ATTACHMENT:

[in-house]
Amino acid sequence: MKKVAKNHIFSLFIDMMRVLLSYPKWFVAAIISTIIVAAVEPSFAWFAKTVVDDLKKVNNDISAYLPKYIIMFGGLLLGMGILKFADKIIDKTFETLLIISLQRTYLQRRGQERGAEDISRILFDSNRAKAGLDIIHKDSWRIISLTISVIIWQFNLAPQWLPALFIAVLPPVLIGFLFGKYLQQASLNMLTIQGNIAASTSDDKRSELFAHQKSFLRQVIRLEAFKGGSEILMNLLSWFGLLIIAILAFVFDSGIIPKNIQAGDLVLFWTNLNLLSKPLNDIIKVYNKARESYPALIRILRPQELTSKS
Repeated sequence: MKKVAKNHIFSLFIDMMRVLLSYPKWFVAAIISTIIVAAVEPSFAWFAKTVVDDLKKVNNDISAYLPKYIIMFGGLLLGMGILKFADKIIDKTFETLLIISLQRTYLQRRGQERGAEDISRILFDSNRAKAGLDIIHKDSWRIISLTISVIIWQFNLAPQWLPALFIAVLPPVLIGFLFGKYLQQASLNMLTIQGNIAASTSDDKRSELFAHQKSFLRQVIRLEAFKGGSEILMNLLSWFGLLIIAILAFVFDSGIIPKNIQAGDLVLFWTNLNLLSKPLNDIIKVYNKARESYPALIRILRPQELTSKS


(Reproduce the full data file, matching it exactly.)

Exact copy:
[in-house]
Amino acid sequence: MKKVAKNHIFSLFIDMMRVLLSYPKWFVAAIISTIIVAAVEPSFAWFAKTVVDDLKKVNNDISAYLPKYIIMFGGLLLGMGILKFADKIIDKTFETLLIISLQRTYLQRRGQERGAEDISRILFDSNRAKAGLDIIHKDSWRIISLTISVIIWQFNLAPQWLPALFIAVLPPVLIGFLFGKYLQQASLNMLTIQGNIAASTSDDKRSELFAHQKSFLRQVIRLEAFKGGSEILMNLLSWFGLLIIAILAFVFDSGIIPKNIQAGDLVLFWTNLNLLSKPLNDIIKVYNKARESYPALIRILRPQELTSKS
Repeated sequence: MKKVAKNHIFSLFIDMMRVLLSYPKWFVAAIISTIIVAAVEPSFAWFAKTVVDDLKKVNNDISAYLPKYIIMFGGLLLGMGILKFADKIIDKTFETLLIISLQRTYLQRRGQERGAEDISRILFDSNRAKAGLDIIHKDSWRIISLTISVIIWQFNLAPQWLPALFIAVLPPVLIGFLFGKYLQQASLNMLTIQGNIAASTSDDKRSELFAHQKSFLRQVIRLEAFKGGSEILMNLLSWFGLLIIAILAFVFDSGIIPKNIQAGDLVLFWTNLNLLSKPLNDIIKVYNKARESYPALIRILRPQELTSKS